HAO Colloquium Series Presents Matthias Rempel, HAO

Numerical simulations of sunspot decay: On the penumbra – Evershed flow – moat flow connection

Large-scale flows are an integral part of sunspot structure. The most prominent flow is the Evershed flow in the sunspot penumbra, which reaches outflow velocities of a few km/s. On larger scales sunspots are surrounded by an outflow of a few 100 m/s that extends up to about 2 spot radii (moat flow). Numerical simulations that capture both flow systems at the same time are challenging: resolving the sunspot penumbra requires high resolution; capturing the moat flow requires large domains and simulated time scales of a few days. In this talk I will present a series of numerical experiments that target the potential connection between penumbra, Evershed flow and moat flow as well as their role in sunspot decay. To this end I compare a simulation of a sunspot (with penumbra) with a simulation of a “naked spot” (without penumbra). While the sunspot has an Evershed outflow of 3-4 km/s, the naked spot is surrounded by an inflow of 1-2 km/s in close proximity. However, both spots are surrounded by an outflow on larger scales with a few 100 m/s flow speed in the photosphere. While the sunspot has almost constant magnetic flux content for the simulated time span of 3-4 days, the naked spot decays steadily at a rate of 1021 Mx/day. A region with reduced downflow filling factor, which is more extended for the sunspot, surrounds both spots. The absence of downflows perturbs the upflow/downflow mass flux balance and leads to a large-scale radially overturning flow system; the photospheric component of this flow is to the observable moat flow. The reduction of the downflow filling factor also inhibits submergence of magnetic field in the proximity of the spots, which stabilizes them against decay. While this effect is present for both spots, it is more pronounced for the sunspot and explains the almost stationary magnetic flux content.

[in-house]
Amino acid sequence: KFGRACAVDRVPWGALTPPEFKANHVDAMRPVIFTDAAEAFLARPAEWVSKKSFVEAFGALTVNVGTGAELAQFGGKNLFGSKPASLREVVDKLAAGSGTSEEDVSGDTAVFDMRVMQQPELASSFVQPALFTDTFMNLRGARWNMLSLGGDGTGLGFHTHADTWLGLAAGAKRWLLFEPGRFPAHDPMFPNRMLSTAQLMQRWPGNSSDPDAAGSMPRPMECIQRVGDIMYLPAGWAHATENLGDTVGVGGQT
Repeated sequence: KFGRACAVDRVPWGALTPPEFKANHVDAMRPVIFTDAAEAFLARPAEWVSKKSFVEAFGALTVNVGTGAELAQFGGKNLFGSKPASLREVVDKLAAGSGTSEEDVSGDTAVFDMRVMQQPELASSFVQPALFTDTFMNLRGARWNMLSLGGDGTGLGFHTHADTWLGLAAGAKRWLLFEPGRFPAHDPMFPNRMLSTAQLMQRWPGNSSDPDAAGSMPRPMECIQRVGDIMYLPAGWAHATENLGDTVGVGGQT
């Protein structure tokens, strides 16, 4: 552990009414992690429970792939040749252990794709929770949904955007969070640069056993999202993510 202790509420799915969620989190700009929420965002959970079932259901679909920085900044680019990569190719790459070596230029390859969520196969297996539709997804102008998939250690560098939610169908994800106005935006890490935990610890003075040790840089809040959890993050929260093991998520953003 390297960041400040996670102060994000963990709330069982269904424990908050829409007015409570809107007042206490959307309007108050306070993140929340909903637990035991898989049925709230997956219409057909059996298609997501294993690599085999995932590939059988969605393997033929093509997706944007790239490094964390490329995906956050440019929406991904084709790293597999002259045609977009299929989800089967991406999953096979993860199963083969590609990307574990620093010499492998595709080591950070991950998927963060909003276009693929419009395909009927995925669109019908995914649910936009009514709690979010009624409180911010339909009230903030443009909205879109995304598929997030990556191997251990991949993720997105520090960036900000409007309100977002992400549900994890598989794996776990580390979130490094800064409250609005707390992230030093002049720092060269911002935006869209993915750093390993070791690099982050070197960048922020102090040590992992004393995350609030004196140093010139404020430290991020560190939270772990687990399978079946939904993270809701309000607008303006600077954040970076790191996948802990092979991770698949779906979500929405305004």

Date and time: 
Wednesday, February 18, 2015 - 1:30pm to 2:30pm
North Auditorium